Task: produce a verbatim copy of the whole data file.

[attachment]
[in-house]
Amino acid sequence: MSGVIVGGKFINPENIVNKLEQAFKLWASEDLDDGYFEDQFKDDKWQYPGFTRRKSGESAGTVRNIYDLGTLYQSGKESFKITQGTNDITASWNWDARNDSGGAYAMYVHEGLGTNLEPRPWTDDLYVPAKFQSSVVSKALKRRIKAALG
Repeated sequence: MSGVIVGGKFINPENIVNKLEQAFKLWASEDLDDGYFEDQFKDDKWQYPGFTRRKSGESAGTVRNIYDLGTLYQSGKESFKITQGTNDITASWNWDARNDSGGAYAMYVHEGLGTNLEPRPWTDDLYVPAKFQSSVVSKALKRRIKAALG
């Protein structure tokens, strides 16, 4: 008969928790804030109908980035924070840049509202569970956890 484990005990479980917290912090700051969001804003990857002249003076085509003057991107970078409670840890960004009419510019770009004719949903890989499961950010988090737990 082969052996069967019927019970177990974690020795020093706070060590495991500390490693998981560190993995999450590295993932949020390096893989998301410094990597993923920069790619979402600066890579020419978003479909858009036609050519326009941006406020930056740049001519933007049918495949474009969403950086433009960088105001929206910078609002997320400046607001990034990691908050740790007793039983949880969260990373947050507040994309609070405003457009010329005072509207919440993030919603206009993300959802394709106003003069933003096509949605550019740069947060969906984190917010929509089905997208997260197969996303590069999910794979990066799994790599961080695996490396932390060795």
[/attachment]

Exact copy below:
[in-house]
Amino acid sequence: MSGVIVGGKFINPENIVNKLEQAFKLWASEDLDDGYFEDQFKDDKWQYPGFTRRKSGESAGTVRNIYDLGTLYQSGKESFKITQGTNDITASWNWDARNDSGGAYAMYVHEGLGTNLEPRPWTDDLYVPAKFQSSVVSKALKRRIKAALG
Repeated sequence: MSGVIVGGKFINPENIVNKLEQAFKLWASEDLDDGYFEDQFKDDKWQYPGFTRRKSGESAGTVRNIYDLGTLYQSGKESFKITQGTNDITASWNWDARNDSGGAYAMYVHEGLGTNLEPRPWTDDLYVPAKFQSSVVSKALKRRIKAALG
């Protein structure tokens, strides 16, 4: 008969928790804030109908980035924070840049509202569970956890 484990005990479980917290912090700051969001804003990857002249003076085509003057991107970078409670840890960004009419510019770009004719949903890989499961950010988090737990 082969052996069967019927019970177990974690020795020093706070060590495991500390490693998981560190993995999450590295993932949020390096893989998301410094990597993923920069790619979402600066890579020419978003479909858009036609050519326009941006406020930056740049001519933007049918495949474009969403950086433009960088105001929206910078609002997320400046607001990034990691908050740790007793039983949880969260990373947050507040994309609070405003457009010329005072509207919440993030919603206009993300959802394709106003003069933003096509949605550019740069947060969906984190917010929509089905997208997260197969996303590069999910794979990066799994790599961080695996490396932390060795």